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What’s it all mean for Allie Ostrander?

Allie Ostrander is young (and she looks even younger). That’s a good thing in light of what’s happening with the 2020 Summer Olympics.
Credit: David J. Phillip AP Images
Allie Ostrander, of the United States, and Elizabeth Bird, of Britain, compete during the women's 3,000-meter steeplechase at the World Athletics Championships in Doha, Qatar, Friday, Sept. 27, 2019.

BOISE, Idaho — The International Olympic Committee finally postponed the 2020 Summer Games in Tokyo this morning until 2021. Allie Ostrander can only look on the bright side. The former Boise State great, the three-time defending national champion in the 3,000-meter steeplechase, turned pro last July with an eye on the Olympics. But Ostrander’s still young by distance-running standards, as she doesn’t turn 24 years old until Christmas Eve. Studies show that women’s distance specialists don’t peak until they’re 30, so there’s nothing wrong with another year of training for Allie O. She already has one crown jewel in her pro career: a victory in the 3,000-meters at the Millrose Games in New York City in February.

YOU CAN FIGURE THIS ONE OUT

Boise State football’s Spring Game has not been officially cancelled yet. But talk about inevitability. All campus and student-athlete activities have stopped. Athletes who aren’t already home have been told to get home, if at all possible. It won’t seriously hamper the Broncos, as their system is in place (even with the offseason changes on coach Bryan Harsin’s staff). It does hurt the programs with new coaches, and in the Mountain West, there are six of them this year: Colorado State, Fresno State, Hawaii, New Mexico, San Diego State and UNLV. Former Boise State and current UC Davis coach Dan Hawkins was on Idaho SportsTalk Monday. He said he’s one of the lucky ones—the Aggies wrapped up their spring football session before the great sports shutdown.

FRESNO STATE AFFECTED

To our knowledge, no one associated with Boise State athletics, past or present, has tested positive yet for coronavirus. Such is not the case at Fresno State, and the person diagnosed is familiar to longtime Broncos fans. It’s Travis Brown, the former Bulldogs linebacker and son of the late Dan Brown, the one-time Boise State ‘backer and coach and longtime Fresno State defensive coordinator. Brown’s widow, Mindy, has pointed words for those who aren’t taking this seriously: “We all need to do better at this. You could be carrying this virus and not even know it.” According to the Fresno Bee, Travis Brown was hospitalized March 14 but is now recovering. “This virus has brought my big, strong, young and healthy son to his knees,” wrote his mom. Brown is currently the linebackers coach for the B.C. Lions of the CFL.

ANOTHER VERSION OF ALL-MOUNTAIN WEST

Boise State’s Derrick Alston didn’t get much run from the official All-Mountain West teams earlier this month, as he was given Honorable Mention. But in the National Association of Basketball Coaches All-District 17 awards, which encompass the Mountain West, Alston was named to the second-team on Monday. Pair that with Justinian Jessup’s second-team honor, and it marks the first time that two different Broncos have earned All-District recognition in the same season.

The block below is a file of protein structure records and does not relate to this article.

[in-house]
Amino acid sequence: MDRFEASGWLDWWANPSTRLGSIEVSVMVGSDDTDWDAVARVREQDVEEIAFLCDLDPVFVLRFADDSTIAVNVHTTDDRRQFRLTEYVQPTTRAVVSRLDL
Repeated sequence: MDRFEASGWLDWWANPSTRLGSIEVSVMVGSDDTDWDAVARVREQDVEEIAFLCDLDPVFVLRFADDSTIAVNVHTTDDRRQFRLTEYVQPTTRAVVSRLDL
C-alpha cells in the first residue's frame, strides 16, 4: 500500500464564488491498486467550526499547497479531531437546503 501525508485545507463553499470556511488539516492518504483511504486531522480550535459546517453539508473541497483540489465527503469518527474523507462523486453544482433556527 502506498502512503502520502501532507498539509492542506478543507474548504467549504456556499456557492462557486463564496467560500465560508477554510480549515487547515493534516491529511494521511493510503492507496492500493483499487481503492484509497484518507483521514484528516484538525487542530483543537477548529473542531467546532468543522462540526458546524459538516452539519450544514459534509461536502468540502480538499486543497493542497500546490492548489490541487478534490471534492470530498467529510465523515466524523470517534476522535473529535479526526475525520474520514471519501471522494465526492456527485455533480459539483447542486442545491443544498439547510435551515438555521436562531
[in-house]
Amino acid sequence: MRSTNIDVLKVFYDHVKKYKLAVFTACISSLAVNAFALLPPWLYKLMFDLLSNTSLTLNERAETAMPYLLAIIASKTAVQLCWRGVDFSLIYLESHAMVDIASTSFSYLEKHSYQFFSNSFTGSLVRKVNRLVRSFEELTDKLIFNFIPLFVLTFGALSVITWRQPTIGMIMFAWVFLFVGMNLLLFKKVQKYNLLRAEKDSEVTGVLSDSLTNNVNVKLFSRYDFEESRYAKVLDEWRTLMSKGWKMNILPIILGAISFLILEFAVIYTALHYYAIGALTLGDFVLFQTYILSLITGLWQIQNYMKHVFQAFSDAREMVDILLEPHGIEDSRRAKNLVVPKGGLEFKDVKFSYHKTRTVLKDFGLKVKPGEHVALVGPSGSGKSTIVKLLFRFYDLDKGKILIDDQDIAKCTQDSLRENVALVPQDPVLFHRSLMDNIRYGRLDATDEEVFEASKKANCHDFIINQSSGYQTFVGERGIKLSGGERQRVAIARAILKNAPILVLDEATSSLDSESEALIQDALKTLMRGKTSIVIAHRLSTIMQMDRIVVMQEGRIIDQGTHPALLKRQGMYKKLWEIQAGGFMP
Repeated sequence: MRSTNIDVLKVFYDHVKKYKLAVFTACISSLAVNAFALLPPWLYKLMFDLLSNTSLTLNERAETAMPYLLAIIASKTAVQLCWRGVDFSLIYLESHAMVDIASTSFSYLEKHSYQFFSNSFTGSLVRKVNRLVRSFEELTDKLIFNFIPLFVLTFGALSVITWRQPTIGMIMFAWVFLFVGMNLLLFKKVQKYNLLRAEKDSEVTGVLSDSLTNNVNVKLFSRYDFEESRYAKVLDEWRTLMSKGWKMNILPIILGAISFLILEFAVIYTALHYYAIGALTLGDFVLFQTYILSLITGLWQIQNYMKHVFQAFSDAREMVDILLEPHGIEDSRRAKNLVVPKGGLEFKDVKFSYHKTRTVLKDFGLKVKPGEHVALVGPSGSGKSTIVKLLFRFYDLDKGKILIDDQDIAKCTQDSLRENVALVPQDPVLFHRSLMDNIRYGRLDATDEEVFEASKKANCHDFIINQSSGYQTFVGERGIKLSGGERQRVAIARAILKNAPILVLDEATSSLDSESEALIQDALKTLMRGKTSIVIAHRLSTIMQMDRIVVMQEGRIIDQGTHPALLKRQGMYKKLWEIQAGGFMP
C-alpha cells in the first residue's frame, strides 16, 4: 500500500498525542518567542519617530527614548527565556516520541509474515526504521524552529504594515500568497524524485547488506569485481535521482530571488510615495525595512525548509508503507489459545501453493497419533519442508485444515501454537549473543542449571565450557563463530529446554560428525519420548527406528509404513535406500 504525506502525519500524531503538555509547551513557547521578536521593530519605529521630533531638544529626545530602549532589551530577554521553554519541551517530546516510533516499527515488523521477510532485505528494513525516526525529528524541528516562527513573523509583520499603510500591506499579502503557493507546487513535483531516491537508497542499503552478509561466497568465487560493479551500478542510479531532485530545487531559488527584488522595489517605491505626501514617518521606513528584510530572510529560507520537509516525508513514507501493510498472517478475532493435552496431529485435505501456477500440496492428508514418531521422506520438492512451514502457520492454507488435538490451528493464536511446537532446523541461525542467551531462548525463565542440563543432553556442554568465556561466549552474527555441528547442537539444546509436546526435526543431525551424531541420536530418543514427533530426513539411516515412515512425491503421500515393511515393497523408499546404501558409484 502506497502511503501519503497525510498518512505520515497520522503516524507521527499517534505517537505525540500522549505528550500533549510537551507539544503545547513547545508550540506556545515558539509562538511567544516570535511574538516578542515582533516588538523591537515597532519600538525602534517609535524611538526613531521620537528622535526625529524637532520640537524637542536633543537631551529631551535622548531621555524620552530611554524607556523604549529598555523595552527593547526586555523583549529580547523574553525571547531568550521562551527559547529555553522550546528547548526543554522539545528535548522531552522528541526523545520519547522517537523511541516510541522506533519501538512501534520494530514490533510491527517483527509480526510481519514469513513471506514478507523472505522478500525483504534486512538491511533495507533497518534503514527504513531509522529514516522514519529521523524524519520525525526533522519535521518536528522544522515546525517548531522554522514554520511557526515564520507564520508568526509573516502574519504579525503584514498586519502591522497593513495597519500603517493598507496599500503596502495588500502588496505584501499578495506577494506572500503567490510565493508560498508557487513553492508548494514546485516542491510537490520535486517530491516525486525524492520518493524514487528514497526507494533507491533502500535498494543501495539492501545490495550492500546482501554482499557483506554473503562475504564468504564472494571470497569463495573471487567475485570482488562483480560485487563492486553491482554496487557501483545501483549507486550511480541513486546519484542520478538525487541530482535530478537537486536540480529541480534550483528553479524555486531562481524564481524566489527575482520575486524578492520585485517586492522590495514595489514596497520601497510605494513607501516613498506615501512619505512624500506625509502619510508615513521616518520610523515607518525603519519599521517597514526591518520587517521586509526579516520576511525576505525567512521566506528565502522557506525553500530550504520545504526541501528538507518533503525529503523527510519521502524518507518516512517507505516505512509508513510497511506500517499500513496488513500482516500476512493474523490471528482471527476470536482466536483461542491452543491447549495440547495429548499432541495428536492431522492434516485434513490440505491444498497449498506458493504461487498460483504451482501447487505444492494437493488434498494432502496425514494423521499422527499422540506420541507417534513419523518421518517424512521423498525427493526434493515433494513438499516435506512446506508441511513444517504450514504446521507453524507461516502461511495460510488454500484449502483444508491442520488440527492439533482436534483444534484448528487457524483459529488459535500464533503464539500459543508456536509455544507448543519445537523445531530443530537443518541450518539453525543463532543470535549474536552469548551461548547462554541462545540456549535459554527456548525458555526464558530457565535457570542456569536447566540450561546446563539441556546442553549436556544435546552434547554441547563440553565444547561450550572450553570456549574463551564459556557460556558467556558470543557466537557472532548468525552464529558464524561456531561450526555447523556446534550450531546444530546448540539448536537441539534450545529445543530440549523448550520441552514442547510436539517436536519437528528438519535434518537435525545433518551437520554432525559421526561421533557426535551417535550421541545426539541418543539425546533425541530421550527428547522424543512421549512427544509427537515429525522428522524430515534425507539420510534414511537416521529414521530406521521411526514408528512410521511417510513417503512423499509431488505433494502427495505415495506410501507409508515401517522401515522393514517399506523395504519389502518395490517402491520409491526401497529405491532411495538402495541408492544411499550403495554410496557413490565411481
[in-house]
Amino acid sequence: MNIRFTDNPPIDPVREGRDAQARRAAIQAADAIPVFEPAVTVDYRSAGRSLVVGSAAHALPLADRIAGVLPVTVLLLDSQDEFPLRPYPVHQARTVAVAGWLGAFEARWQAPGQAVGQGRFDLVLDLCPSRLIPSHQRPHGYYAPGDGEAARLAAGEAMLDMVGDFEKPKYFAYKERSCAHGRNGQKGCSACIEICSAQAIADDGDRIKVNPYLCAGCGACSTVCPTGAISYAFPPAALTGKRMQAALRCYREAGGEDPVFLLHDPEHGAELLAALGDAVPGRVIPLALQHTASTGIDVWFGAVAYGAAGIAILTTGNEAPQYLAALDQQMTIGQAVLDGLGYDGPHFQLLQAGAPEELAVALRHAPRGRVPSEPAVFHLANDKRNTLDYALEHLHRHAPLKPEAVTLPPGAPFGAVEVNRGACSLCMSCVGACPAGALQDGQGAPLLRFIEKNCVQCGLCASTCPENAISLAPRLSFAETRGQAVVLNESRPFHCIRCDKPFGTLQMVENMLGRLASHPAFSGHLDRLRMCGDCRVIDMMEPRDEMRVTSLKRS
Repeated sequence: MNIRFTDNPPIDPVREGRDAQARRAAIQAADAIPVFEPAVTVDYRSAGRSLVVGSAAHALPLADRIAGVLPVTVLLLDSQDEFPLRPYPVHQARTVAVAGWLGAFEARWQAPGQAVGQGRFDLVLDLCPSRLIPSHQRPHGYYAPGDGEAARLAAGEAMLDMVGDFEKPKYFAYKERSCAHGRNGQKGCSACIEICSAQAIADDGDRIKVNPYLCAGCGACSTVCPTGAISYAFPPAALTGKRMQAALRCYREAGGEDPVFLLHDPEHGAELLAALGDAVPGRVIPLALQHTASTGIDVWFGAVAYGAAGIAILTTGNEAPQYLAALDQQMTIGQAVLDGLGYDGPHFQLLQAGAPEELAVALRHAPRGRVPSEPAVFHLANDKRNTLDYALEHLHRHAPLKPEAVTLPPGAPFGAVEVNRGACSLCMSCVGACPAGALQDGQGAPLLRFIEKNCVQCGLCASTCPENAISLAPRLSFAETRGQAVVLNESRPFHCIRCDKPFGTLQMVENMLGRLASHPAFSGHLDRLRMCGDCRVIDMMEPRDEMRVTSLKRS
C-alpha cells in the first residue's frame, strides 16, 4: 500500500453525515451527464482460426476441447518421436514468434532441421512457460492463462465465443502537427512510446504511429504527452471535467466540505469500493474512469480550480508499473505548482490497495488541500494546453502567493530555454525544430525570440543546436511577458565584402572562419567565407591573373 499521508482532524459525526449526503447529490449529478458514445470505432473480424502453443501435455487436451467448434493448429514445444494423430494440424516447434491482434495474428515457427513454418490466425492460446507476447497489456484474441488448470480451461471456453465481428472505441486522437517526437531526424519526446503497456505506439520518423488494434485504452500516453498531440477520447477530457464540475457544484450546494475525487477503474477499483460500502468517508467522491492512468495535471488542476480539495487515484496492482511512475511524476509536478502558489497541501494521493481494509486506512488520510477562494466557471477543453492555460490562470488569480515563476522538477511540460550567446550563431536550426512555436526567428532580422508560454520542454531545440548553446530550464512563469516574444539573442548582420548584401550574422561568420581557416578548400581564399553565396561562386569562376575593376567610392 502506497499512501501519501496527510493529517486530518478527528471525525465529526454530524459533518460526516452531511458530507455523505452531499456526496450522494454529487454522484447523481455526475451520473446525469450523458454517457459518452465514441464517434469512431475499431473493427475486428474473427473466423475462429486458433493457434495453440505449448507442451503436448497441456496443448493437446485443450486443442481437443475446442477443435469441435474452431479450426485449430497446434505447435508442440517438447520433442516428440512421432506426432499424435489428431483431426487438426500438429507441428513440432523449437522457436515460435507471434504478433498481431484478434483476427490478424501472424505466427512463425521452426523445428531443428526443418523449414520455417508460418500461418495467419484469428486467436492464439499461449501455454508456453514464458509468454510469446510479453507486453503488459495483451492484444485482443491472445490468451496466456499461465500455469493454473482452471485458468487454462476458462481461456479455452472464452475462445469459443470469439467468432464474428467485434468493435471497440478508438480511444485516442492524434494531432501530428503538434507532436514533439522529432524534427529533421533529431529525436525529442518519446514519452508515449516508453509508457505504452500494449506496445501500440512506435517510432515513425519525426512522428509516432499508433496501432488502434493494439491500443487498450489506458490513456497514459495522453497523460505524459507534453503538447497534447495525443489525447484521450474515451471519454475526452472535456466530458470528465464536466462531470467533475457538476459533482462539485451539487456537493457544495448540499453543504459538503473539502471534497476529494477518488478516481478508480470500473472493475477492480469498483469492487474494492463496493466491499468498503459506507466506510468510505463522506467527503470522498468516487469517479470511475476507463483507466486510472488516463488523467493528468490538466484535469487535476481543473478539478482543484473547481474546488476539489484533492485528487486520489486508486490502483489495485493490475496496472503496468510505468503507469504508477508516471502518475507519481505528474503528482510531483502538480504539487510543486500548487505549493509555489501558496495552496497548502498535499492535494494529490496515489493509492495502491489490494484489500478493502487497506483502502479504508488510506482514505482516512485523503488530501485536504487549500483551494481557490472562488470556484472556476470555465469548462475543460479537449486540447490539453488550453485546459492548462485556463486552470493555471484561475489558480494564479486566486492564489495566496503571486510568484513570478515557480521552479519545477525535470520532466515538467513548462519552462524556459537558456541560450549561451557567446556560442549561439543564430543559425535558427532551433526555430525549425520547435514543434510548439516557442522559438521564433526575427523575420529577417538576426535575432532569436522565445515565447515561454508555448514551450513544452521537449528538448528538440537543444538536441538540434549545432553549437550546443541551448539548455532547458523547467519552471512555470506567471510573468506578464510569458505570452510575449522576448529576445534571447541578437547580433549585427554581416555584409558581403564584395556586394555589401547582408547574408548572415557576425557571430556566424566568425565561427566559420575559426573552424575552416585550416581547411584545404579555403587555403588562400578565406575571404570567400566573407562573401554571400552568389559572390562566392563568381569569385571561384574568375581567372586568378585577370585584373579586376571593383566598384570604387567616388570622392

ROSTER FLEXIBILITY FOR RICE

B.J. Rains of the Idaho Press was the first to note that Boise State forward Riley Abercrombie is in the transfer portal. Abercrombie, the redshirt freshman from Woolongong, Australia, by way of Clear Lake High in Houston, logged double-digit minutes in just one Mountain West game this season, playing 17 minutes in the Broncos’ 70-61 loss at Utah State in February when both RJ Williams and Robin Jorch fouled out. He had a tough row to hoe against USU 7-footer Neemias Queta. Abercrombie averaged just 1.4 points per game this season in 17 games. Rains’ math says Boise State coach Leon Rice has three scholarships available—even with the rather impressive influx of transfer talent that redshirted this winter.

YOTES READY TO PICK UP WHERE THEY LEFT OFF

For the second straight season, College of Idaho football is poised to play a 10-game schedule in 2020, made up entirely of Frontier Conference contests. It worked out pretty well last year, as the Coyotes won all 10 of ‘em while taking the league title and building a 16-game regular-season winning streak. The opener will be on the road on Labor Day weekend, as the Yotes visit Rocky Mountain College in Billings, MT. C of I ended at No. 5 last season in the final NAIA Coaches Poll.

THIS DAY IN SPORTS…March 24, 2015, five years ago today:

The Utah Jazz and Miller Sports Properties announce the acquisition of the Idaho Stampede, ending 18 years of local ownership led by managing investor and founder Bill Ilett. The Jazz were completing their first season of a single-affiliation arrangement with the Stampede and agreed at the time to play downtown at CenturyLink Arena at least one more season. The news provided a boost to a franchise enduring its worst season ever—the Stampede finished 9-41. But indeed, the Stamps would last only one more year in Boise before the Jazz moved them to Salt Lake City.

(Tom Scott hosts the Scott Slant segment during the football season on KTVB’s Sunday Sports Extra and anchors five sports segments each weekday on 93.1 FM KTIK. He also served as color commentator on KTVB’s telecasts of Boise State football for 14 seasons.)